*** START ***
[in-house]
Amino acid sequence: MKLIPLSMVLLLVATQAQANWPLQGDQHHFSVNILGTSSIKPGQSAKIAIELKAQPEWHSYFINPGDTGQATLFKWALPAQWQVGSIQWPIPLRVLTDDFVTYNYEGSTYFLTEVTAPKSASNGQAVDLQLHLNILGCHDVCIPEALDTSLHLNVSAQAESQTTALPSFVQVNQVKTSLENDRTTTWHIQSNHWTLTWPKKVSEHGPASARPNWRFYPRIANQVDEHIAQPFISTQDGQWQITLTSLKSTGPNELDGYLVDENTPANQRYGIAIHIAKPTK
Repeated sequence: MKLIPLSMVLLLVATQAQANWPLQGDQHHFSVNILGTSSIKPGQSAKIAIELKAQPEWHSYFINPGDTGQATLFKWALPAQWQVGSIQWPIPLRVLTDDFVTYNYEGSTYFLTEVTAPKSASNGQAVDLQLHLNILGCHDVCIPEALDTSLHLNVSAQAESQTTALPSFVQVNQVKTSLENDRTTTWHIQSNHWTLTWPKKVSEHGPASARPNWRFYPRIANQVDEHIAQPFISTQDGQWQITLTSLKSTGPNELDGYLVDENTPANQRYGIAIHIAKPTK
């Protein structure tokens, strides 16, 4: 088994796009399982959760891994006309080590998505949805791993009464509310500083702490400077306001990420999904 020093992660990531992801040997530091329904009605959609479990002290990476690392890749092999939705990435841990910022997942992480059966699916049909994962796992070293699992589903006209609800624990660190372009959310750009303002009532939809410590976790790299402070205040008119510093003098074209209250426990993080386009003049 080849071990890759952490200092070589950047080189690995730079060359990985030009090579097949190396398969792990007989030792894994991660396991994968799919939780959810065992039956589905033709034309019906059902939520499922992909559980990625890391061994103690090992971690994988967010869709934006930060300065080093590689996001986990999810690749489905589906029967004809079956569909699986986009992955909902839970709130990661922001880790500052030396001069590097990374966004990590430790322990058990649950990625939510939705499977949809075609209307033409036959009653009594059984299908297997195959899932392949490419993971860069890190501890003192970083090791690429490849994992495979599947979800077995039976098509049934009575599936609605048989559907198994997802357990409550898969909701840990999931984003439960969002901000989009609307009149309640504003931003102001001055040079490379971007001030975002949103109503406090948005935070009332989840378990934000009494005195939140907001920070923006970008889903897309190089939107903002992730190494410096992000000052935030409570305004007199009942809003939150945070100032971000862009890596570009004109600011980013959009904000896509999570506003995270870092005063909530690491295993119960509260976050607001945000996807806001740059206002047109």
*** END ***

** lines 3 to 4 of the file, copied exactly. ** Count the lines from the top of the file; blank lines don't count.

Repeated sequence: MKLIPLSMVLLLVATQAQANWPLQGDQHHFSVNILGTSSIKPGQSAKIAIELKAQPEWHSYFINPGDTGQATLFKWALPAQWQVGSIQWPIPLRVLTDDFVTYNYEGSTYFLTEVTAPKSASNGQAVDLQLHLNILGCHDVCIPEALDTSLHLNVSAQAESQTTALPSFVQVNQVKTSLENDRTTTWHIQSNHWTLTWPKKVSEHGPASARPNWRFYPRIANQVDEHIAQPFISTQDGQWQITLTSLKSTGPNELDGYLVDENTPANQRYGIAIHIAKPTK
């Protein structure tokens, strides 16, 4: 088994796009399982959760891994006309080590998505949805791993009464509310500083702490400077306001990420999904 020093992660990531992801040997530091329904009605959609479990002290990476690392890749092999939705990435841990910022997942992480059966699916049909994962796992070293699992589903006209609800624990660190372009959310750009303002009532939809410590976790790299402070205040008119510093003098074209209250426990993080386009003049 080849071990890759952490200092070589950047080189690995730079060359990985030009090579097949190396398969792990007989030792894994991660396991994968799919939780959810065992039956589905033709034309019906059902939520499922992909559980990625890391061994103690090992971690994988967010869709934006930060300065080093590689996001986990999810690749489905589906029967004809079956569909699986986009992955909902839970709130990661922001880790500052030396001069590097990374966004990590430790322990058990649950990625939510939705499977949809075609209307033409036959009653009594059984299908297997195959899932392949490419993971860069890190501890003192970083090791690429490849994992495979599947979800077995039976098509049934009575599936609605048989559907198994997802357990409550898969909701840990999931984003439960969002901000989009609307009149309640504003931003102001001055040079490379971007001030975002949103109503406090948005935070009332989840378990934000009494005195939140907001920070923006970008889903897309190089939107903002992730190494410096992000000052935030409570305004007199009942809003939150945070100032971000862009890596570009004109600011980013959009904000896509999570506003995270870092005063909530690491295993119960509260976050607001945000996807806001740059206002047109």